Custody case raises questions about rehabilitating abused children [Archives:2008/1156/Local News]

May 19 2008

Hamed Thabet
SANA'A, May 16 ) The Sana'a? Appeals Court is witnessing these days harsh sessions to determine the fate of a ten-year-old girl, whose parents appealed to get custody of her back.

Last December, Judge Aferah Badwilan ruled that custody of “T” be taken from her parents and given to an orphanage in Al-Saleh organization. The sentence came after the girl's claim that she had been forced by her father to commit burglary and her accusation that her parents mistreated her, said lawyer Shatha Muhammad Nasir.

According to the sentence, T will spend three years in the orphanage before being released. “Well, we are not treating T as a criminal. We are protecting her from her bad family and any kind of instigation to do bad things. Keeping her away from her family is better for her in order to have a better life,” said Aferah Badwilan, the juvenile court judge.

However, T's parents appealed to the court immediately after they heard the sentence. “My daughter is too young to be taken from her family, and I want her back home with me,” T's father Saeed said.

On March 18 the appeals court reopened the case to hear the parent's plea.

However, Judge Badwilan stated that “T will not go to her family as long as their treatment of her remains bad. Even after she finishes her period in Al-Saleh, she will stay there if her parents are not qualified to protect her.”

According to Article 24 of the 1992 Juvenile's Law, modified in 1997 by Article 26 of the same law, the government can take custody of a child and give it to another “trustworthy party who can take care of the child.”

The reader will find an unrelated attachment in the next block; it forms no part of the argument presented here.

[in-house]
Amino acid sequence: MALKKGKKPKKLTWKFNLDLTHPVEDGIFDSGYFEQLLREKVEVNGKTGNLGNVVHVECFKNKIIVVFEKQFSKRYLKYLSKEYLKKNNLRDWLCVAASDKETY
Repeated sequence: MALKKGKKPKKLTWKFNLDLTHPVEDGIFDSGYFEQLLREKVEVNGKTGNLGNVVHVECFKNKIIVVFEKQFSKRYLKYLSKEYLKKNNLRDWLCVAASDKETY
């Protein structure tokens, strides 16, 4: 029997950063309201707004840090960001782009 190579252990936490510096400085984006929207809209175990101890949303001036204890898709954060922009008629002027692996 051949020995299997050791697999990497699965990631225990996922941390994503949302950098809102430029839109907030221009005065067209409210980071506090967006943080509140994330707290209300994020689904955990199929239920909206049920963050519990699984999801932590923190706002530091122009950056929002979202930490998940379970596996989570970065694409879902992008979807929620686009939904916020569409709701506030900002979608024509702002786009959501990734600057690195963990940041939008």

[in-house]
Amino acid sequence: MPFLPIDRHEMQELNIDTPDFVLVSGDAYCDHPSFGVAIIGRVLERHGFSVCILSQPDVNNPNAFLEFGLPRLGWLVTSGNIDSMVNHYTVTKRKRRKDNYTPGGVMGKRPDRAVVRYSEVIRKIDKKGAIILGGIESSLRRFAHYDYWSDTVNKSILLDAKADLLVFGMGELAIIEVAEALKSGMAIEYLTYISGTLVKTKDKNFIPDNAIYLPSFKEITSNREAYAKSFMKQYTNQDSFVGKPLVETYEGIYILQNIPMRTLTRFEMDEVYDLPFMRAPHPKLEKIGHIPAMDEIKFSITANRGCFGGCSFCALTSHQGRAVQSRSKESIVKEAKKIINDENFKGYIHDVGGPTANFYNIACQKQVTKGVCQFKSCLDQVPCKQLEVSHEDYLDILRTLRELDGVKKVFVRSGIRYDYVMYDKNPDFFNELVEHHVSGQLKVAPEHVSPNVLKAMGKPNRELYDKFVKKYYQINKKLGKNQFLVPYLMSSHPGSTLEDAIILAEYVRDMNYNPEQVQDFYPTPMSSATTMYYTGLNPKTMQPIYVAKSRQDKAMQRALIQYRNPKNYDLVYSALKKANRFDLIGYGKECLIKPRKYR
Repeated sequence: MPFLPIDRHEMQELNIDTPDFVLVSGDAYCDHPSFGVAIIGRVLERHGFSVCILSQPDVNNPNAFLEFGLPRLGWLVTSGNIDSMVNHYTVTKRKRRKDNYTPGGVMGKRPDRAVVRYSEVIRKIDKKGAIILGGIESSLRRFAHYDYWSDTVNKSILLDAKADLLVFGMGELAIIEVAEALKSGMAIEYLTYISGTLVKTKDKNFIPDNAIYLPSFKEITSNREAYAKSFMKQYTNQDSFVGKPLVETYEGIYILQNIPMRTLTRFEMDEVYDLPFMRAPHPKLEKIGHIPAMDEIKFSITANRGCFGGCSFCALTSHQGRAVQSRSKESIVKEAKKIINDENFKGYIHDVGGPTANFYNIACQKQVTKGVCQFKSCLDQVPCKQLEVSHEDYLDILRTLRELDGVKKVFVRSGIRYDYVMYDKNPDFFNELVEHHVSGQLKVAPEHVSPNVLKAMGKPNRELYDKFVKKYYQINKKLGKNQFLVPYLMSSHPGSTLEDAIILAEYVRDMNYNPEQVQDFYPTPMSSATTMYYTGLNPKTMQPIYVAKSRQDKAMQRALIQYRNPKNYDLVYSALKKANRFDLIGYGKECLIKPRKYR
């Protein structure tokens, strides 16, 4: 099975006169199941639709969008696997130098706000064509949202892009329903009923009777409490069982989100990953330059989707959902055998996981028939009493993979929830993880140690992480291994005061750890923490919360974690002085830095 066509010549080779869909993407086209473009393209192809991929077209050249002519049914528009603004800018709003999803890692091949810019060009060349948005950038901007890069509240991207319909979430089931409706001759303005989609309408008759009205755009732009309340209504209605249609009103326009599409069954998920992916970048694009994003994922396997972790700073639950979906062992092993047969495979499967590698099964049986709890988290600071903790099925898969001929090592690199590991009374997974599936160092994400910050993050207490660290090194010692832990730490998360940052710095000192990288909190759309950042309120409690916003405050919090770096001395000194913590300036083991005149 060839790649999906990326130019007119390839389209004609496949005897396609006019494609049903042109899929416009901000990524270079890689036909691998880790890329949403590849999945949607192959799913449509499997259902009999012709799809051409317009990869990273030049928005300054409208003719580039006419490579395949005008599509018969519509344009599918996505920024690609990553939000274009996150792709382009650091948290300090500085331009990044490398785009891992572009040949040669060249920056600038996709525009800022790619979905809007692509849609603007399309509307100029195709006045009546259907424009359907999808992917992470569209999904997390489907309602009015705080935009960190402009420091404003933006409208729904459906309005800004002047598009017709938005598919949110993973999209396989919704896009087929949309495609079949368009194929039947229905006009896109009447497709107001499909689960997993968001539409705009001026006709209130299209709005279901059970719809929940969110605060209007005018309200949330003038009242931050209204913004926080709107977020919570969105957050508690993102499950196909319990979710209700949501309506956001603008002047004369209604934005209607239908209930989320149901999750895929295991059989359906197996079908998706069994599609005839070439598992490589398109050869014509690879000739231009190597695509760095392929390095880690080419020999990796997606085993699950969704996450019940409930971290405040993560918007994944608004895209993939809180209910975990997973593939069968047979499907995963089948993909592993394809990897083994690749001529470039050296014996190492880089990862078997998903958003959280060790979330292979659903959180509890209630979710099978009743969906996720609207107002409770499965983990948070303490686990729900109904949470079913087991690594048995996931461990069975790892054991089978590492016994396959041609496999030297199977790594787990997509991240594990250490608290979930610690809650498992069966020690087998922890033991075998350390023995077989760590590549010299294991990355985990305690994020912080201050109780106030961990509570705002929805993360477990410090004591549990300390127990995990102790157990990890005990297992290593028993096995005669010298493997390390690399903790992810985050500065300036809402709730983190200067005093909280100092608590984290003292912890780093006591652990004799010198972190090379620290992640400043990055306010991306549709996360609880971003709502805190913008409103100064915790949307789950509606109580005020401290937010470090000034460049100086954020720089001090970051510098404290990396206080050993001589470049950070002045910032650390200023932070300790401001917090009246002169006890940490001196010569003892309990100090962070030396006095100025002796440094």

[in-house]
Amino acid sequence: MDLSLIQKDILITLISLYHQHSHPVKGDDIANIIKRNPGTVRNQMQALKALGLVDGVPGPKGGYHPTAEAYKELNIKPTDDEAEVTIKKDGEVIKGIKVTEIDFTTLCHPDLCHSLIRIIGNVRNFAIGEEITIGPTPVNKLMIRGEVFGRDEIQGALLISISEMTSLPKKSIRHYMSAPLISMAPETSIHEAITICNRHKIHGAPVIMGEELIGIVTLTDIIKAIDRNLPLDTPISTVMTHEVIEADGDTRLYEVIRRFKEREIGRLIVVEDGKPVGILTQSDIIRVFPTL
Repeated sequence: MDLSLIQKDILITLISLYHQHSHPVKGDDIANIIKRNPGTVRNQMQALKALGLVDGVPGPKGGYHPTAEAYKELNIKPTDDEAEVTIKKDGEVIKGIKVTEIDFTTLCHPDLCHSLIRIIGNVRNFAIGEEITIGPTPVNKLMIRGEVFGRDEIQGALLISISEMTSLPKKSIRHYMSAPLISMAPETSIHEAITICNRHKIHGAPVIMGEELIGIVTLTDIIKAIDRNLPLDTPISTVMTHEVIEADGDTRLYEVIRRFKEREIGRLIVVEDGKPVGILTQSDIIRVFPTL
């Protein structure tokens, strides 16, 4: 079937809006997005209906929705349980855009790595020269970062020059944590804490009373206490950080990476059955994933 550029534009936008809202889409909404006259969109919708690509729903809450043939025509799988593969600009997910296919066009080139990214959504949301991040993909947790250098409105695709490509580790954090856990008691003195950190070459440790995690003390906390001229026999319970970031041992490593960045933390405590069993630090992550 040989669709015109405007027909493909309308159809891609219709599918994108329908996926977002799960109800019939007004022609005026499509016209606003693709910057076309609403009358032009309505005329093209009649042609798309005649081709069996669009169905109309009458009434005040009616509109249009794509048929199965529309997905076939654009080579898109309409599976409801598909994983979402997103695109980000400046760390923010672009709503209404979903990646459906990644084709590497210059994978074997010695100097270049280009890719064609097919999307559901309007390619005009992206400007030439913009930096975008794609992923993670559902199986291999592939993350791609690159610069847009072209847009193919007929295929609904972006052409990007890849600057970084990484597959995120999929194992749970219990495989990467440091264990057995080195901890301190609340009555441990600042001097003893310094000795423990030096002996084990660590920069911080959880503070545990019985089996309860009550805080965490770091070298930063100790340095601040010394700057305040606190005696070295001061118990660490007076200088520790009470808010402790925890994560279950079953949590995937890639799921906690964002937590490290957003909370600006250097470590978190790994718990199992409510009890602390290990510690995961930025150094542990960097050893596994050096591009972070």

“We are trying to protect [T] as much as we can by the law, as she is still young and not too late to be changed, and stop her parents to continue forcing her to do illegal things,” Badwilan said.

The story

The case began in November 2007, when T went to the police to confess that she was forced by her family to steal her neighbors gold. After she took the gold, she claimed that she was beaten by her father, who refused to give her money or a share of the stolen gold.

The ten-year-old claimed that she felt guilty and “wanted to go to heaven,” so she confessed, especially because it was the first time that her parents forced her to steal.

T's father, who lives in Sana'a, denied the charges against him by saying, “I never beat my daughter, and her mother and I never told her to go and steal.”

According to Yemeni law, a suspected person cannot accuse another, so for this reason T's testimony against her parents was not acceptable, as there was no evidence against them and no witnesses, said Shatha, who added, “Her parents should definitely be in jail instead of her because they are the real culprits, but because there is no evidence against them they are free.”

The juvenile court and the lawyer agreed that T's parents are not qualified to retain custody of T “as they are forcing her by torture or beating to steal.”

“The law intervenes to stop families who mistreat their children or compel their children to break the law by taking custody from them,” said Badwilan,

Common illegal activities some parents compel their children into include forcing the child to carry out crimes like stealing, engaging in prostitution, or exposing the child to any kind of sexual abuse.

Parents who force children under 14 into crime are jailed for an average of three to six years, said Badwilan.

“For example, [forcing the child into] prostitution will result in a minimum sentence of five years in jail and will sometimes result in the death penalty, according to Articles 203 and 280 in the juvenile law,” noted Badwilan.

However, she pointed out that there is a lack of resources and places that can take care of children who are victims of parental violence and abuse.

“It is time that the government must give some attention to these poor victims. So far there isn't any special program in Yemen for rehabilitating children who are exposed to violence and abuse,” she said, adding that there are many cases in Yemen which need to be investigated.